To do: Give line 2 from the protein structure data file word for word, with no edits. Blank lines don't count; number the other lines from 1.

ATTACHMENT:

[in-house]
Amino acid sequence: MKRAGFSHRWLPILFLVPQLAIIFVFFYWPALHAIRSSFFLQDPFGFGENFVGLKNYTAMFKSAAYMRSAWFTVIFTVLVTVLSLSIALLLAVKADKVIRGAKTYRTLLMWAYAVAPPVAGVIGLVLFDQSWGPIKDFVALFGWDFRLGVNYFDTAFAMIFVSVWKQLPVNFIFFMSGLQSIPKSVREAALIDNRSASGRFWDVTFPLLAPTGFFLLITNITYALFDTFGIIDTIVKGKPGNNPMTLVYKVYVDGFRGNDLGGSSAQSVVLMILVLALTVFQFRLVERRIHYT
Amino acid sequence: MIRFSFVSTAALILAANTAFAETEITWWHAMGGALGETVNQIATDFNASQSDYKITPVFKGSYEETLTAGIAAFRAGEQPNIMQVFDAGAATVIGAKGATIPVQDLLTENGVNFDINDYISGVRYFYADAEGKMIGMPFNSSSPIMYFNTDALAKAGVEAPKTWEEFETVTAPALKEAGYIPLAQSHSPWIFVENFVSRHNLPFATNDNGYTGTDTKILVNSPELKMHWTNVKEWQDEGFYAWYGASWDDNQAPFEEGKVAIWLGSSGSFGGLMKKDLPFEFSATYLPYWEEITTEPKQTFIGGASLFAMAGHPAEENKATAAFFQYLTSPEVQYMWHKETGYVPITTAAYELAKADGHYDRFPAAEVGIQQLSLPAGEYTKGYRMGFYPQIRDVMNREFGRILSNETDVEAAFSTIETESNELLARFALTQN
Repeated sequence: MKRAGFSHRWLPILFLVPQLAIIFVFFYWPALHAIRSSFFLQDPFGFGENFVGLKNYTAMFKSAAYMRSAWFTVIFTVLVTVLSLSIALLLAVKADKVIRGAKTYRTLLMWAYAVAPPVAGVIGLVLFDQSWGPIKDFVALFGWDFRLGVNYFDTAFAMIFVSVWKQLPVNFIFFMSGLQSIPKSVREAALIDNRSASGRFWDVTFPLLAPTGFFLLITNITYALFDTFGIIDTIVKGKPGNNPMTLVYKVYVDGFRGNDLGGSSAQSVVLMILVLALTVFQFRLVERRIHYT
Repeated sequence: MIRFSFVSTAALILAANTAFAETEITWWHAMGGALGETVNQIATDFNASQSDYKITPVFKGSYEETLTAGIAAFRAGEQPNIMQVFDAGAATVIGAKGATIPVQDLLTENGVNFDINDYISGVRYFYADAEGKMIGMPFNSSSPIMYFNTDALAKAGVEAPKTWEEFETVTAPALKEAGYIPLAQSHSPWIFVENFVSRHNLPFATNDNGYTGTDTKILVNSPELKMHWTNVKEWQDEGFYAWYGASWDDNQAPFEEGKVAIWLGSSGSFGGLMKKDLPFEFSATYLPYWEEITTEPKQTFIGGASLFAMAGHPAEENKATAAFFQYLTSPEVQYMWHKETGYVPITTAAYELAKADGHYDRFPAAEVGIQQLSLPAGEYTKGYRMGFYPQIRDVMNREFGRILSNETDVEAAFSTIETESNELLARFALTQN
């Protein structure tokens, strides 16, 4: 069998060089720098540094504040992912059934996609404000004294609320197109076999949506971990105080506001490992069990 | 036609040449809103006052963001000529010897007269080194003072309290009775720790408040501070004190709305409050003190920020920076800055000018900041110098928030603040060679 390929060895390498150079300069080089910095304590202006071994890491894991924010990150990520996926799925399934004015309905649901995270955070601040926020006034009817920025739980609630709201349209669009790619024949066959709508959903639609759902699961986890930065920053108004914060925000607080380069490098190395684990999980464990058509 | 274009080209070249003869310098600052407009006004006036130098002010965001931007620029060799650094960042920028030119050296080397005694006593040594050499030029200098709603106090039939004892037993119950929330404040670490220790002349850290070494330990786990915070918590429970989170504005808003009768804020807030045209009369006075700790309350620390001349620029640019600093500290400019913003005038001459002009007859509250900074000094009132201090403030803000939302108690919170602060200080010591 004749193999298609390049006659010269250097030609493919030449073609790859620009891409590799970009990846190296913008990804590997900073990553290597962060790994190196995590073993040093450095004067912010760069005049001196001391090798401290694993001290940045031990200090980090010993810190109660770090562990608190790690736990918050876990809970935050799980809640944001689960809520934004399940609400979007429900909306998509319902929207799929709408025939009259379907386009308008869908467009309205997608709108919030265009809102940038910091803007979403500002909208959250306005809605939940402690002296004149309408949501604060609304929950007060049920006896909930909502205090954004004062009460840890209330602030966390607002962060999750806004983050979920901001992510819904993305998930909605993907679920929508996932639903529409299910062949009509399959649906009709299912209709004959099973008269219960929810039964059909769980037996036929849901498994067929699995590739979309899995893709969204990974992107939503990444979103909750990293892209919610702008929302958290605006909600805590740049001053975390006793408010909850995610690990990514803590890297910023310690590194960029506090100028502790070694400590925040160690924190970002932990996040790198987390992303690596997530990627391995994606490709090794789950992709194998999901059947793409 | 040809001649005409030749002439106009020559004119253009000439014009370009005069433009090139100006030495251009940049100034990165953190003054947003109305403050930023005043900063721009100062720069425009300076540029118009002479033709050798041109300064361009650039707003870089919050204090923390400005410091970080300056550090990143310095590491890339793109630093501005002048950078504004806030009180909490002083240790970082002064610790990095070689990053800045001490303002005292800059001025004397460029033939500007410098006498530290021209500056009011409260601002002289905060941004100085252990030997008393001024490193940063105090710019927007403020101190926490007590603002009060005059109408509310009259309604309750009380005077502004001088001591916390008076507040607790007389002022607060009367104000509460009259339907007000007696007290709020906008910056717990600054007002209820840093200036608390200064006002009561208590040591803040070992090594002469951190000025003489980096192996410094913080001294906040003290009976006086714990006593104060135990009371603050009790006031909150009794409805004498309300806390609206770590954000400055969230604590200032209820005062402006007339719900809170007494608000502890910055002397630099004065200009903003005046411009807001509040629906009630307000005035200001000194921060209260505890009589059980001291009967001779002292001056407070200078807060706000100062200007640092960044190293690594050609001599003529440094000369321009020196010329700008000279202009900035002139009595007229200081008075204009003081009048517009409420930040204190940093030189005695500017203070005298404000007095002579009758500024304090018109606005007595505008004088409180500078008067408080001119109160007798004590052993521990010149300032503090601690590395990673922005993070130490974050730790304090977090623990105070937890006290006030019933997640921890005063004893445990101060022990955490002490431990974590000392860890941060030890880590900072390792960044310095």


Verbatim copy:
Amino acid sequence: MKRAGFSHRWLPILFLVPQLAIIFVFFYWPALHAIRSSFFLQDPFGFGENFVGLKNYTAMFKSAAYMRSAWFTVIFTVLVTVLSLSIALLLAVKADKVIRGAKTYRTLLMWAYAVAPPVAGVIGLVLFDQSWGPIKDFVALFGWDFRLGVNYFDTAFAMIFVSVWKQLPVNFIFFMSGLQSIPKSVREAALIDNRSASGRFWDVTFPLLAPTGFFLLITNITYALFDTFGIIDTIVKGKPGNNPMTLVYKVYVDGFRGNDLGGSSAQSVVLMILVLALTVFQFRLVERRIHYT